The Decline and (possible) Renewal of Aspiration in the Clean Water Act

JurisdictionUnited States,Federal
CitationVol. 88 No. 3
Publication year2021

THE DECLINE AND (POSSIBLE) RENEWAL OF ASPIRATION IN THE CLEAN WATER ACT

Robert W. Adler(fn*)

Abstract: In the approximately four decades since Congress adopted sweeping amendments to the Federal Water Pollution Control Act-creating what is commonly known as the Clean Water Act (CWA)-the United States has made significant progress in reducing many kinds of water pollution. It is clear, however, that the United States has not attained the most ambitious of the statutory goals and objectives, including the overarching objective to "restore and maintain the chemical, physical, and biological integrity of the Nation's waters."(fn1) Indeed, although discrete water quality improvements continue in some places and for some forms of pollution, on a national scale progress toward the CWA's goals has stalled in the past two decades. This Article explores several possible reasons for that failure. Those reasons include subversion of the statutory goals at the administrative, judicial, and legislative levels due to an imbalance in power between groups interested in how the law is implemented; the degree to which the statutory goals are perceived as unrealistic by those charged with implementation; and the potential that Congress intended those ambitious goals to serve as prods for as much progress as possible, but did not actually expect them to be achieved. The Article then proposes that significantly more progress can be made if we take advantage of available means of defining the ecological integrity of aquatic ecosystems more clearly and more precisely, using as examples biological water quality criteria, functional assessment methods for wetlands restoration and protection, and the use of real-world desired future condition definitions for watersheds. Better definition of what the somewhat imprecise statutory goals mean in the real world might help to overcome the apparent belief that those goals are impossible or infeasible to attain.

INTRODUCTION ................................................................................ 760

I. THE CLEAN WATER ACT IS AN ASPIRATIONAL STATUTE .................................................................................... 763

A. Chemical, Physical, and Biological Integrity ..................... 763

B. Subsidiary Goals and Policies ............................................ 764

1. The Zero-Discharge Goal ............................................. 765

2. The Fishable and Swimmable Goal .............................. 766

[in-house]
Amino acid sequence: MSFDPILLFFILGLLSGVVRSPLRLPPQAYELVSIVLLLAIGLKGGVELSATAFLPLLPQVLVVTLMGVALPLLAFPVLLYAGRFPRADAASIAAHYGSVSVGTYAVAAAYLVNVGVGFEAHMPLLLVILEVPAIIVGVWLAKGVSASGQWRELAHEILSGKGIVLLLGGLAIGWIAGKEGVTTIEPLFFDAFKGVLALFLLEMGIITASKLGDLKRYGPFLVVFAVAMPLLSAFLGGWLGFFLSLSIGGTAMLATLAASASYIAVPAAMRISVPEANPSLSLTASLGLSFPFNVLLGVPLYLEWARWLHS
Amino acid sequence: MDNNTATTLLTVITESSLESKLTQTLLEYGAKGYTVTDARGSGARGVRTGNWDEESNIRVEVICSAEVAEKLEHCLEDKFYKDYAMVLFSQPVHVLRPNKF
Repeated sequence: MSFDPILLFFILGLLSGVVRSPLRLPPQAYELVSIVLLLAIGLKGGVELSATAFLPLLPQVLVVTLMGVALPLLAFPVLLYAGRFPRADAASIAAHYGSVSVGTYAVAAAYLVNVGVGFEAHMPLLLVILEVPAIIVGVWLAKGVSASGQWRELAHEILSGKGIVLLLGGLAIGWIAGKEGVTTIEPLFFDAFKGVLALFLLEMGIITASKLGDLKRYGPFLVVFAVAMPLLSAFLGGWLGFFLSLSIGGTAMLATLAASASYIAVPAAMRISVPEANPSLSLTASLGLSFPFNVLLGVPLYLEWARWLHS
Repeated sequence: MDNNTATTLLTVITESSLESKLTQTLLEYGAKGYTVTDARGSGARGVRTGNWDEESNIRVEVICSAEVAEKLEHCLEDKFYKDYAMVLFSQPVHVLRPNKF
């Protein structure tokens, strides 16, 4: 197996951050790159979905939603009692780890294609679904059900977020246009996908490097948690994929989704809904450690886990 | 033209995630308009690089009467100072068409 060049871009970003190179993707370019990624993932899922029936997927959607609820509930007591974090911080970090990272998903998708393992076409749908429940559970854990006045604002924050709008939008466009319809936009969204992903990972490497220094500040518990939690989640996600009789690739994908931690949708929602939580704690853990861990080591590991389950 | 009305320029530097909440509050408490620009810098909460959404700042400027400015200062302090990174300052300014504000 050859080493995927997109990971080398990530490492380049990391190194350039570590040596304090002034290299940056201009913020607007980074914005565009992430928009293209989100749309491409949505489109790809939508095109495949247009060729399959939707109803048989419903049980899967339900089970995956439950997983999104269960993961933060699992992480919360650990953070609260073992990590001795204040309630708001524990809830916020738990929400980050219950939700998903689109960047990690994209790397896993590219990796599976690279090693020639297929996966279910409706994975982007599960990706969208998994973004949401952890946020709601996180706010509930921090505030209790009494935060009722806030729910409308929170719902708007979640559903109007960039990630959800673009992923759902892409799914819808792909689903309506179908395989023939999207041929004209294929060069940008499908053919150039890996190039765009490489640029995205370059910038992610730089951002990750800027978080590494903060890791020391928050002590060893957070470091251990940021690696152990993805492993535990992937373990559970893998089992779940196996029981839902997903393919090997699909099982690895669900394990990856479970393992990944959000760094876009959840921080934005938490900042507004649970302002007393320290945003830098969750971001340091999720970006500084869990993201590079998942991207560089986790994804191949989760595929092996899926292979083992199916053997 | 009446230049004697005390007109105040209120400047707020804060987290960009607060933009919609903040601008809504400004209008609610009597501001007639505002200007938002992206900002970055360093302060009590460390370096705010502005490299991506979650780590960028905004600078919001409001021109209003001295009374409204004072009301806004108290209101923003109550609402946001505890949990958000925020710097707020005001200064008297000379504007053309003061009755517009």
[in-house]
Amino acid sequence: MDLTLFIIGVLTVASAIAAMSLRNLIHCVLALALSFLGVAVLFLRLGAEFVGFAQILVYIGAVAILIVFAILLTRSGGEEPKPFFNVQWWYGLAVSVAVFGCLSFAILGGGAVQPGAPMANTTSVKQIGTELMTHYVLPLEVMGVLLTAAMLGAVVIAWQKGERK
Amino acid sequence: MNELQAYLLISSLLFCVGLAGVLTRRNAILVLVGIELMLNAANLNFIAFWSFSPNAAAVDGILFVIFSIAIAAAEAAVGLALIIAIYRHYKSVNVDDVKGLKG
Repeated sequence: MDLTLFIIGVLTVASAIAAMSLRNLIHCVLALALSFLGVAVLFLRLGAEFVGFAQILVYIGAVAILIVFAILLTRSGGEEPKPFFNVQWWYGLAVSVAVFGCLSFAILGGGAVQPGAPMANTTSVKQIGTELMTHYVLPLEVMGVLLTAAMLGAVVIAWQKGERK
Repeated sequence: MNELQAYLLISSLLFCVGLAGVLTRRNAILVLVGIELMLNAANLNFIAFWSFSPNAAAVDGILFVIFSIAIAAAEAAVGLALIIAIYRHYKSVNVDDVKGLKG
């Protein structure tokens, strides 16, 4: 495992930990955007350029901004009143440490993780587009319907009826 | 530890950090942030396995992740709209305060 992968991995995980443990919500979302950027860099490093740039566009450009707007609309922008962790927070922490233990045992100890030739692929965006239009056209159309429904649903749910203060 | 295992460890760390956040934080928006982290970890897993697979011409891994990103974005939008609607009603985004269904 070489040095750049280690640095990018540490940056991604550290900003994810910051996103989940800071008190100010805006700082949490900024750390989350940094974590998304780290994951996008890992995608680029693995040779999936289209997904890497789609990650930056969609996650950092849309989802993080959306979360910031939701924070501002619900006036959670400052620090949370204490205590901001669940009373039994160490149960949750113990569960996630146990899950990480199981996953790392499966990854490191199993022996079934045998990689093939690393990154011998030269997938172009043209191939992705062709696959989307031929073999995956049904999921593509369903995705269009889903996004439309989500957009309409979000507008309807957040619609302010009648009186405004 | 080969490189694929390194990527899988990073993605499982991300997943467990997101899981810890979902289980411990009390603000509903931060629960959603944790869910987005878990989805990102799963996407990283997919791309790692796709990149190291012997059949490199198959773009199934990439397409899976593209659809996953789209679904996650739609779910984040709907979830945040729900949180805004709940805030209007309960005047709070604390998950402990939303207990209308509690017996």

3. No Toxics in Toxic Amounts ....................................... 767

C. Aspiration Versus Operation in the Clean Water Act ........ 769

II. THERE HAS BEEN A NOTABLE DECLINE OF ASPIRATION IN IMPLEMENTATION OF THE CLEAN WATER ACT ............................................................................... 775

A. Relative Attainment of CWA Aspirations .......................... 775

1. Progress Toward Zero Discharge ................................. 776

2. Progress Toward Fishable and Swimmable Waters ..... 777

3. No Toxics in Toxic Amounts ....................................... 778

B. Possible Reasons for Failure of Aspiration ........................ 779

1. Subversion Due to Imbalance of Power ....................... 780

a. Legislative Changes to Implementing Tools .......... 781

b. Administrative Tempering of Statutory Goals ....... 785

c. Judicial Deference .................................................. 792

2. The Pathology of Excessive Aspiration? ...................... 794

3. Aspiration as Asymptote .............................................. 798

III. WE MIGHT RESTORE ASPIRATION TO THE CWA BY ADOPTING MORE PRECISE AND MORE MEANINGFUL DEFINITIONS OF GOALS FOR WATER BODIES ................. 800

A. Alternative Definitions of CWA Aspirations ..................... 802

1. Biological Water Quality Criteria ................................. 803

2. Hydro-Geomorphic Method of Wetland Assessment ... 806

3. Desired Future Conditions for Watersheds ................... 808

B. Moving from Aspiration to Attainment .............................. 810

CONCLUSION .................................................................................... 812

"It's not enough that we do our best; sometimes we have to do what's required." (fn2)

-Winston Churchill

INTRODUCTION

The federal Clean Water Act (CWA)(fn3) is a mammoth of a statute.(fn4) Over the course of its long history,(fn5) the CWA has spawned an equally impressive battery of implementing regulations(fn6) and guidance documents,(fn7) and a huge body of case law interpreting and enforcing the statute.(fn8)